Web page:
If we had to use a single word to describe the work of Brian Cummings, that word would be colorful. Most of his oeuvre is heavily influenced by pop-art, and it clearly shows in pieces as amazing as Breakfast of Champions or Little Pink Elephants. Of course, when we noticed such a drably colored yet intriguing project as Dog Daze, an outstanding project among many, we had to interview him about it.
My collaborator, Jake Houvenagel, came to me one day and said, “Portraits of sweaty people with as many uncooked hot dogs in their mouths as possible.” I said, “you had me at hot dogs.”
The essential photo gear used by Brian Cummings
Brian told us about his favorite equipment:
- Canon 1DXMii and Sony A7iii
- Capture One Pro
- Broncolor Move Kit
- Broncolor Grafit A4 packs
- Broncolor strobes
- Beauty dish, with grid/sock
- Elinchrom Rotalux Softbox Octa 53″
The Phoblographer: How did you get into photography?
Brian Cummings: I studied graphic design in college. As part of my BFA, I took two photography classes. It was black and white photography, SLR cameras, and dark rooms. I loved it but did not pursue it further.
The first half of my career was spent in advertising as a creative director. Working with photographers on set, I realized how much I wanted to actually make the images. In 2007, I switched careers and set out on my photography path.
The Phoblographer: Where did the inspiration for this series come from?
Brian Cummings: The idea originated with my collaborator, Jake Houvenagel. He came to me one day and said, “Portraits of sweaty people with as many uncooked hot dogs in their mouths as possible.” I said, “you had me at hot dogs.” Jake and I have similar tastes in humor and art. Hot dogs are just accessible pop culture to me. Everyone can relate to it.
The Phoblographer: One of the most noticeable things in this project is the models’ expressions. Except for one case, they look bored and apathetic. Why? What did you want to achieve with this?
Brian Cummings: The motivation behind this series is boredom. We have all experienced the dog days of summer, where you are hot, sweaty, miserable, and bored. I imagined that as a form of relief, they chose to stick as many uncooked hot dogs in their mouths as possible. Hence the series’ name, “Dog Daze – The Hot Dog Portraits.” The expressions reflect the subjects’ exasperation and melancholy.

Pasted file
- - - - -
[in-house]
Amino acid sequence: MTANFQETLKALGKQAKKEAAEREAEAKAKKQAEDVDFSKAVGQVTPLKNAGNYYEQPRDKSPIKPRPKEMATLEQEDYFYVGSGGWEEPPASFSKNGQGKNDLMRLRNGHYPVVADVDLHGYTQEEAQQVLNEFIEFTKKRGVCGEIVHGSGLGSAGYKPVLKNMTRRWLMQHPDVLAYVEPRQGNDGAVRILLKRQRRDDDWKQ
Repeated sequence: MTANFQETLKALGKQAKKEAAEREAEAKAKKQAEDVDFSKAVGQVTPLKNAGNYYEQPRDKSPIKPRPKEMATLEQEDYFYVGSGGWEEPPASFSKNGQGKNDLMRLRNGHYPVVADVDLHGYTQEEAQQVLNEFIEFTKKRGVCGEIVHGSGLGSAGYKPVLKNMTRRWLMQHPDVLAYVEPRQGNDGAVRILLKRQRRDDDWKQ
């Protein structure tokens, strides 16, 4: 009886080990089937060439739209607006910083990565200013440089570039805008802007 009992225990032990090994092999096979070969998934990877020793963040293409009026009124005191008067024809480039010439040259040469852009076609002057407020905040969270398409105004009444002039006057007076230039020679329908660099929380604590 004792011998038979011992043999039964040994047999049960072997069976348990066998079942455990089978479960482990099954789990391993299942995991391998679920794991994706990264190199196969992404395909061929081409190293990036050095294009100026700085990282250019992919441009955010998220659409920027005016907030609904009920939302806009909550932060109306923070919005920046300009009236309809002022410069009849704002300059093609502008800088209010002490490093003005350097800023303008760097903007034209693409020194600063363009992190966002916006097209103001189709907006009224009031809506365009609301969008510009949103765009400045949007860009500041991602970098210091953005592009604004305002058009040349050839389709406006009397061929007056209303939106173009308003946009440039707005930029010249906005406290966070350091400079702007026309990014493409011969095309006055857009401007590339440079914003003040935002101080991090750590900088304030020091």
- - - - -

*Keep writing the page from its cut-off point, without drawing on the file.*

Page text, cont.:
Some people have interpreted the series to have sexual undertones. I say that’s just your dirty little minds at work. To me, it’s a WTF glance at the mundane.
The Phoblographer: Most of your work relies on bright, bold, contrasting colors, whereas this series is almost monochromatic. What made you go in this direction?
Brian Cummings: Pop art influences a lot of my work, and while I love exploring color, this series required a different approach. I followed the tone of the subject. The desaturated warm tones, to me, reflect the hot dog skin. It needed to be a bit off-putting, yet familiar, to succeed.
The Phoblographer: How much post-production do you usually do in your work?
Brian Cummings: I try to capture as much in camera as possible. I aim to limit the extent of retouching. I tend to rely on it as a tool to clean up and enhance rather than recreate. This series required very little post-production work. I created a look in Capture One as a starting point. Then from there, I push the color and the contrast.
About Brian Cummings
Brian is a commercial director, photographer, creative director, and candlestick maker specializing in narrative lifestyle storytelling. He has spent a career journeying through the world of advertising as a designer, creative director, photographer, and director.
“For 25+ years, I’ve worked in, for, and with agencies. Collaborating with clients and teams, I create the world as I see it. I tell stories that range from humorous, to the dramatic, to surreal. I am drawn to unique, conceptual ideas. I am a storyteller.
Originally from North Carolina, I’ve called St. Louis home for the past 20 years. I received a BFA in graphic design from Appalachian State and spent the first half of my career working in advertising. In 2007, I left the agency world and started my journey as a photographer and director.”